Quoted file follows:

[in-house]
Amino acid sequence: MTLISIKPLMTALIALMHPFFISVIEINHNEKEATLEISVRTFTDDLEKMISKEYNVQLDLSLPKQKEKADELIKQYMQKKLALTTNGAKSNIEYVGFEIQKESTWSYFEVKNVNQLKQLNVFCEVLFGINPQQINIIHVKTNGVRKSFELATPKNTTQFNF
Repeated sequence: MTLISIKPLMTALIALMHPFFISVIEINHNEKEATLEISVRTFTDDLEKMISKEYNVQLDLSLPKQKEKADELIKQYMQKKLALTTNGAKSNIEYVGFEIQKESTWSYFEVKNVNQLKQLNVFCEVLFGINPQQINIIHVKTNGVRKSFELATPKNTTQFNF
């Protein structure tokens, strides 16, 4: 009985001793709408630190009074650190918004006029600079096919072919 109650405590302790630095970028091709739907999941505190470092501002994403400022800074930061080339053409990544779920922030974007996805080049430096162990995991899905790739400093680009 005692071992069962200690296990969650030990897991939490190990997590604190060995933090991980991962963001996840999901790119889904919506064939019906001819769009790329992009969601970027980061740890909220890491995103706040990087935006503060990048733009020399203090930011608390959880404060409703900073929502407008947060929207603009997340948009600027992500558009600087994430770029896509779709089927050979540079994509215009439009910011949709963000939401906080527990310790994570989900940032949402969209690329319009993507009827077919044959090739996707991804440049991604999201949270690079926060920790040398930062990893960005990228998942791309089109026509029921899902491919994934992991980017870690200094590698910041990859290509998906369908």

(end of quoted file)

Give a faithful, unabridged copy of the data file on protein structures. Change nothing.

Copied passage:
[in-house]
Amino acid sequence: MTLISIKPLMTALIALMHPFFISVIEINHNEKEATLEISVRTFTDDLEKMISKEYNVQLDLSLPKQKEKADELIKQYMQKKLALTTNGAKSNIEYVGFEIQKESTWSYFEVKNVNQLKQLNVFCEVLFGINPQQINIIHVKTNGVRKSFELATPKNTTQFNF
Repeated sequence: MTLISIKPLMTALIALMHPFFISVIEINHNEKEATLEISVRTFTDDLEKMISKEYNVQLDLSLPKQKEKADELIKQYMQKKLALTTNGAKSNIEYVGFEIQKESTWSYFEVKNVNQLKQLNVFCEVLFGINPQQINIIHVKTNGVRKSFELATPKNTTQFNF
């Protein structure tokens, strides 16, 4: 009985001793709408630190009074650190918004006029600079096919072919 109650405590302790630095970028091709739907999941505190470092501002994403400022800074930061080339053409990544779920922030974007996805080049430096162990995991899905790739400093680009 005692071992069962200690296990969650030990897991939490190990997590604190060995933090991980991962963001996840999901790119889904919506064939019906001819769009790329992009969601970027980061740890909220890491995103706040990087935006503060990048733009020399203090930011608390959880404060409703900073929502407008947060929207603009997340948009600027992500558009600087994430770029896509779709089927050979540079994509215009439009910011949709963000939401906080527990310790994570989900940032949402969209690329319009993507009827077919044959090739996707991804440049991604999201949270690079926060920790040398930062990893960005990228998942791309089109026509029921899902491919994934992991980017870690200094590698910041990859290509998906369908």